Drawing: Cobra helicopter Drawing: Cobra helicopter
Chapter 23 - Page 2

Bodily Reactions to Radiation

The effects of radiation on the human body can be broadly classed as either chronic or acute. Chronic effects are those that occur some years after exposure to radiation. Examples are cancer and genetic defects. Chronic effects are of minor concern insofar as they affect your immediate survival in a radioactive environment. On the other hand, acute effects are of primary importance to your survival. Some acute effects occur within hours after exposure to radiation. These effects result from the radiation's direct physical damage to tissue. Radiation sickness and beta burns are examples of acute effects. Radiation sickness symptoms include nausea, diarrhea, vomiting, fatigue, weakness, and loss of hair. Penetrating beta rays cause radiation burns; the wounds are similar to fire burns.

Recovery Capability

The extent of body damage depends mainly on the part of the body exposed to radiation and how long it was exposed, as well as its ability to recover. The brain and kidneys have little recovery capability. Other parts (skin and bone marrow) have a great ability to recover from damage. Usually, a dose of 600 centigrams (cgys) to the entire body will result in almost certain death. If only your hands received this same dose, your overall health would not suffer much, although your hands would suffer severe damage.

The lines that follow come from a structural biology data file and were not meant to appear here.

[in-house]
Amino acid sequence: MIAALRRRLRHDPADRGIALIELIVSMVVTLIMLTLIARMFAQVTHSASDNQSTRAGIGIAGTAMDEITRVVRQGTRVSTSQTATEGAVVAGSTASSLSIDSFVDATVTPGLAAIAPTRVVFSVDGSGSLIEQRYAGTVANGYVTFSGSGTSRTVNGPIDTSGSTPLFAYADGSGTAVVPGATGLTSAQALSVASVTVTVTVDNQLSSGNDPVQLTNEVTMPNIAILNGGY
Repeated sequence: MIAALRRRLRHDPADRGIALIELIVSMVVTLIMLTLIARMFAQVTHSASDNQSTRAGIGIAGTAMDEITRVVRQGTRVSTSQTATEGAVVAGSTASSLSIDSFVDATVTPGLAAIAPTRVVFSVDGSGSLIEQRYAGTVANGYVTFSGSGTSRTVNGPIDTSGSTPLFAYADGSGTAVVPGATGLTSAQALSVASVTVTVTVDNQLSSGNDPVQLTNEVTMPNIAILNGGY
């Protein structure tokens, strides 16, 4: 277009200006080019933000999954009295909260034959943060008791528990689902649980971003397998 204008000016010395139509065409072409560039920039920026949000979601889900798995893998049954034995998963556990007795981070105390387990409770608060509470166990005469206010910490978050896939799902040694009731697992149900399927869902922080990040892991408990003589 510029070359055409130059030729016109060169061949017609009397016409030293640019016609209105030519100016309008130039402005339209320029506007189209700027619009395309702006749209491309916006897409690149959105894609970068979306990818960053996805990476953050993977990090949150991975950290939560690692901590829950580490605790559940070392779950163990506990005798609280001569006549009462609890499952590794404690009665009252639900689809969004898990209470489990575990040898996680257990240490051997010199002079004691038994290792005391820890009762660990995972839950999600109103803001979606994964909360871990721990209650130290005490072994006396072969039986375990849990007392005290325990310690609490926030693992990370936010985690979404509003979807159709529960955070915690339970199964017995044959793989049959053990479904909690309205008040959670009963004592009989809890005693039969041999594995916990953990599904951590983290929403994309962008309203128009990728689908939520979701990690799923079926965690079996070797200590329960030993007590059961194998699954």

External and Internal Hazards

An external or an internal hazard can cause body damage. Highly penetrating gamma radiation or the less penetrating beta radiation that causes burns can cause external damage. The entry of alpha or beta radiation-emitting particles into the body can cause internal damage. The external hazard produces overall irradiation and beta burns. The internal hazard results in irradiation of critical organs such as the gastrointestinal tract, thyroid gland, and bone. A very small amount of radioactive material can cause extreme damage to these and other internal organs. The internal hazard can enter the body either through consumption of contaminated water or food or by absorption through cuts or abrasions. Material that enters the body through breathing presents only a minor hazard. You can greatly reduce the internal radiation hazard by using good personal hygiene and carefully decontaminating your food and water.


The symptoms of radiation injuries include nausea, diarrhea, and vomiting. The severity of these symptoms is due to the extreme sensitivity of the gastrointestinal tract to radiation. The severity of the symptoms and the speed of onset after exposure are good indicators of the degree of radiation damage. The gastrointestinal damage can come from either the external or the internal radiation hazard.